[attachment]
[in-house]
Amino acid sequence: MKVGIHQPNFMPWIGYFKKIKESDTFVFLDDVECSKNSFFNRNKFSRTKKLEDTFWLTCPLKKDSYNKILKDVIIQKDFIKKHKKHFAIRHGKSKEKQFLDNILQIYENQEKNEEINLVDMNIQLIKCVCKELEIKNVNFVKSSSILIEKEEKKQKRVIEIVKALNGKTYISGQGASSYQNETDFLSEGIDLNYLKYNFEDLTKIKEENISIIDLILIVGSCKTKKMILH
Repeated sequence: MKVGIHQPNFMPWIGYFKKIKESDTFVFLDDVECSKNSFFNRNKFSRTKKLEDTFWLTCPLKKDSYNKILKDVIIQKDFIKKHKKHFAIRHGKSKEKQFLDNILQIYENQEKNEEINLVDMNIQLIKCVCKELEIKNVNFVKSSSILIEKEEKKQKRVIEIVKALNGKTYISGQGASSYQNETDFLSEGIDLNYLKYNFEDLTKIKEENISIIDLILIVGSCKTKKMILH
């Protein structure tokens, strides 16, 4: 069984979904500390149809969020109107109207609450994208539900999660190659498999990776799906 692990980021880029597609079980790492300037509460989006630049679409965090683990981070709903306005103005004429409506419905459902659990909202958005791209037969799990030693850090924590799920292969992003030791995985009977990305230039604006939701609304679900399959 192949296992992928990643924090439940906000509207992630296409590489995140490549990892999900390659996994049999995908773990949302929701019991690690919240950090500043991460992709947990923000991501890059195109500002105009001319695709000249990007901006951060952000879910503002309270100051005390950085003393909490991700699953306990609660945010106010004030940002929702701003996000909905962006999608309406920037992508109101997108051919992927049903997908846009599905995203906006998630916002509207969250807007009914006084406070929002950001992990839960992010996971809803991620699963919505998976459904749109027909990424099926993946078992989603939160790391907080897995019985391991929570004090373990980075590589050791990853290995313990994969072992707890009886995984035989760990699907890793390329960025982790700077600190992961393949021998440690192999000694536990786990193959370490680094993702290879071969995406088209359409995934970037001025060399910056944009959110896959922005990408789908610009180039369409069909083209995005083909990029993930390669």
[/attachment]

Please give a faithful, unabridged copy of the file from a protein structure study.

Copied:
[in-house]
Amino acid sequence: MKVGIHQPNFMPWIGYFKKIKESDTFVFLDDVECSKNSFFNRNKFSRTKKLEDTFWLTCPLKKDSYNKILKDVIIQKDFIKKHKKHFAIRHGKSKEKQFLDNILQIYENQEKNEEINLVDMNIQLIKCVCKELEIKNVNFVKSSSILIEKEEKKQKRVIEIVKALNGKTYISGQGASSYQNETDFLSEGIDLNYLKYNFEDLTKIKEENISIIDLILIVGSCKTKKMILH
Repeated sequence: MKVGIHQPNFMPWIGYFKKIKESDTFVFLDDVECSKNSFFNRNKFSRTKKLEDTFWLTCPLKKDSYNKILKDVIIQKDFIKKHKKHFAIRHGKSKEKQFLDNILQIYENQEKNEEINLVDMNIQLIKCVCKELEIKNVNFVKSSSILIEKEEKKQKRVIEIVKALNGKTYISGQGASSYQNETDFLSEGIDLNYLKYNFEDLTKIKEENISIIDLILIVGSCKTKKMILH
């Protein structure tokens, strides 16, 4: 069984979904500390149809969020109107109207609450994208539900999660190659498999990776799906 692990980021880029597609079980790492300037509460989006630049679409965090683990981070709903306005103005004429409506419905459902659990909202958005791209037969799990030693850090924590799920292969992003030791995985009977990305230039604006939701609304679900399959 192949296992992928990643924090439940906000509207992630296409590489995140490549990892999900390659996994049999995908773990949302929701019991690690919240950090500043991460992709947990923000991501890059195109500002105009001319695709000249990007901006951060952000879910503002309270100051005390950085003393909490991700699953306990609660945010106010004030940002929702701003996000909905962006999608309406920037992508109101997108051919992927049903997908846009599905995203906006998630916002509207969250807007009914006084406070929002950001992990839960992010996971809803991620699963919505998976459904749109027909990424099926993946078992989603939160790391907080897995019985391991929570004090373990980075590589050791990853290995313990994969072992707890009886995984035989760990699907890793390329960025982790700077600190992961393949021998440690192999000694536990786990193959370490680094993702290879071969995406088209359409995934970037001025060399910056944009959110896959922005990408789908610009180039369409069909083209995005083909990029993930390669």